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seminolewar


Ghost Orchids

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Among the most rare and spectacular orchids here in the Fakahatchee Strand Preserve are the Ghost Orchids. There are roughly 250 of these plants in Fakahatchee Strand, of which about 150 are known to bloom.

The ghost orchid was made famous by the book "The Orchid Thief" by Susan Orleans, and the subsequent movie "Adaptation" starring Nicholas Cage, loosely based on the book. Don't bother with the movie because it is really stupid. I rented the movie once, and couldn't stand it because it was full of so many myths, misconceptions, and downright lies about the park service and Seminole Indians.

I don't have an image of a ghost orchid myself, but if you google images about it, you will see plenty.

Ghost Orchids bloom for about a week, between June and August. In the past few years they have had several swamp walks in Fakahatchee to visit them. Here is a photo of a swamp walk I attended in November 2003, from the Fakahatchee web page.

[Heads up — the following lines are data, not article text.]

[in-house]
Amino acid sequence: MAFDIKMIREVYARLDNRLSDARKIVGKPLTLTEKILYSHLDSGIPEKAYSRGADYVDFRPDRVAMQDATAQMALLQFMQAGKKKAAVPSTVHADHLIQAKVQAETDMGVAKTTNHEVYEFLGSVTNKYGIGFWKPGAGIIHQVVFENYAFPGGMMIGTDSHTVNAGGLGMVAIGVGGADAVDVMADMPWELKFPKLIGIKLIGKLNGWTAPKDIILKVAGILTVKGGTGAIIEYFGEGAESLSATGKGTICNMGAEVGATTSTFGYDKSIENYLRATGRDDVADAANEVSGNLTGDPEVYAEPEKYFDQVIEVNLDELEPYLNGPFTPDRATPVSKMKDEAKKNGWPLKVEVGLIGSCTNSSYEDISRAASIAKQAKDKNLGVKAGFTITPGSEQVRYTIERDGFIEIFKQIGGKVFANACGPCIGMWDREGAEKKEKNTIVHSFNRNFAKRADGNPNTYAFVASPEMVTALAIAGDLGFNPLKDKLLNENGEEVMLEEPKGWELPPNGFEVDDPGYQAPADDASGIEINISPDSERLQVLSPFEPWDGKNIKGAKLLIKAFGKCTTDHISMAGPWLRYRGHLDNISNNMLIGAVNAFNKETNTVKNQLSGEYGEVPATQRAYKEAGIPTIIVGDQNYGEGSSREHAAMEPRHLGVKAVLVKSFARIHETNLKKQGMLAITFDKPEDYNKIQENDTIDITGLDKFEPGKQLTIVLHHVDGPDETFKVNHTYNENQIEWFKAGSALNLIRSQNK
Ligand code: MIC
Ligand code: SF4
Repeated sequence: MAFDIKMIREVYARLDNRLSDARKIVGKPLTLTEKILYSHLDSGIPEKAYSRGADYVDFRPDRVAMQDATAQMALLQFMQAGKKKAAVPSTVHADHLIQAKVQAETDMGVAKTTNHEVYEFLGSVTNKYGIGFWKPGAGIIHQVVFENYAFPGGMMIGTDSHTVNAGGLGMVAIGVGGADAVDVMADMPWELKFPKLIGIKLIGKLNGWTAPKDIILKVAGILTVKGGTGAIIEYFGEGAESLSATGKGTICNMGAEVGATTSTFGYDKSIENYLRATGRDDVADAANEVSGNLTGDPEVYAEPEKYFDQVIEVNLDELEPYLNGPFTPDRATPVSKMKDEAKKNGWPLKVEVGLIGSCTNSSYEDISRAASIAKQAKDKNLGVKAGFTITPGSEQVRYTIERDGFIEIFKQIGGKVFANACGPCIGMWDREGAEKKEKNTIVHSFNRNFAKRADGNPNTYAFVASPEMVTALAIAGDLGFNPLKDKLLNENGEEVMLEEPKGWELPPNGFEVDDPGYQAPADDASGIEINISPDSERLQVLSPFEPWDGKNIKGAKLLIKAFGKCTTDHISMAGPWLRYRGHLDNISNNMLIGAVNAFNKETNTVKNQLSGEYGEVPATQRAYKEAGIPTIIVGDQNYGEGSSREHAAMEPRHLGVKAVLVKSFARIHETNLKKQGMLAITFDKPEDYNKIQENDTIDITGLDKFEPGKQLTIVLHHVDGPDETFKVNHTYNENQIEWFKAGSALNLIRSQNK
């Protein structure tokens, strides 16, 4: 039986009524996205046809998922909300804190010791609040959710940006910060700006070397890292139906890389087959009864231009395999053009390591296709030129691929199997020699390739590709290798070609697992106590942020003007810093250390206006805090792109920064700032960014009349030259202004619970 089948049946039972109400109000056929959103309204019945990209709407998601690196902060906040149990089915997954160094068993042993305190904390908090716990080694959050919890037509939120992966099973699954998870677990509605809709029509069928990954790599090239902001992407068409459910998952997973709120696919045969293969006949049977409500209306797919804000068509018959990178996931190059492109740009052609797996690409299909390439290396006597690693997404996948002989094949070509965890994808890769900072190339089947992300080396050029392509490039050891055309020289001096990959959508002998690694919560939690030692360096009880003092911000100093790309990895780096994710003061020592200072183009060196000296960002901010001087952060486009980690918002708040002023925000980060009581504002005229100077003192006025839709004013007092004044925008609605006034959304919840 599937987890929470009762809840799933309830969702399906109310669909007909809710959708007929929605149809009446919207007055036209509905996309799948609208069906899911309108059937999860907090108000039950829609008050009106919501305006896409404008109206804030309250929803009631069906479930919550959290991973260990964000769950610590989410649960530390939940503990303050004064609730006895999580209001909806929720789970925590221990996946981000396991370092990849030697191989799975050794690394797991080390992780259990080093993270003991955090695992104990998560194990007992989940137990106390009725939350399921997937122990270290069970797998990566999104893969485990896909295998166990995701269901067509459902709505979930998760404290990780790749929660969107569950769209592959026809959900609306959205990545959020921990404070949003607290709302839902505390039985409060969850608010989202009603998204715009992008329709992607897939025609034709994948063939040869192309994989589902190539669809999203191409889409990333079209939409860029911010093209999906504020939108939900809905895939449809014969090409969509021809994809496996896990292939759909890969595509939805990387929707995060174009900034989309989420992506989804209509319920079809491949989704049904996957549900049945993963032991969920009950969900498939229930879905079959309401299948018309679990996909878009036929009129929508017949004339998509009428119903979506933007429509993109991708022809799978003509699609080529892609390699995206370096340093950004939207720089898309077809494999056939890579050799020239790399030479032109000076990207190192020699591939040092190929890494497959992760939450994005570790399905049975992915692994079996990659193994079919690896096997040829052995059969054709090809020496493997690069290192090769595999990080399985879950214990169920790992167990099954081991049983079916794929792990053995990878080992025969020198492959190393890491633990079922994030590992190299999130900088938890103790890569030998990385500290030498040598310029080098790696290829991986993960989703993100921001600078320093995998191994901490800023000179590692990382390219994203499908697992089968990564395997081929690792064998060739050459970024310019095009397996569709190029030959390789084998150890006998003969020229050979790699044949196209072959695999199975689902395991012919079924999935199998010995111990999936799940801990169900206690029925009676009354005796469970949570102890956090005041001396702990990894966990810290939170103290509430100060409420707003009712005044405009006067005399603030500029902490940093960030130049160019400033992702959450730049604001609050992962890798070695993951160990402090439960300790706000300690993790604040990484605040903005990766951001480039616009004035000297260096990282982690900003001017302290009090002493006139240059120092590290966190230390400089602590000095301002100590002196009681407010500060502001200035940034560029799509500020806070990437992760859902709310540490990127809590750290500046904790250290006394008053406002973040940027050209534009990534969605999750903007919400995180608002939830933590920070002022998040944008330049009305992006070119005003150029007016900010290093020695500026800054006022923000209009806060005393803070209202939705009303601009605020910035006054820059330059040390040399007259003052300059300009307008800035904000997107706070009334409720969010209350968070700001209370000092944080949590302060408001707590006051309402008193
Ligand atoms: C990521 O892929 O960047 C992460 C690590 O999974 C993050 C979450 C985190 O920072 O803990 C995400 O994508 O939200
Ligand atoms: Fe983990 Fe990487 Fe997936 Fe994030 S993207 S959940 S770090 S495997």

Unfortunately poachers have hit a few ghosts in the past few years, so we might not have any swamp walks this year. It is sad that some people remove something from its native environment. The problem is that the ghost orchids they remove cannot survive outside Fakahatchee and will die in a year or two. Fakahatchee has become such an isolated area that the plants have been specifically adapted to only survive there and nowhere else. Whatever environmental factors exist that they have adjusted too, and will die when removed from there.

Mike Owen has been keeping track of the ghosts for about 16 years. We know so very little about them. We don't know how long the plants live, or how many years it takes for them to bloom. When a plant is cut off the tree and stolen, all the data and scientific information we are gather on that plant ends. And no one else is doing any research on the ghosts in their natural environment--there are no other places in the world they exist like in Fakahatchee. So when a plant is removed, it will not only kill the plant, but become a setback on research of the ghost orchid.
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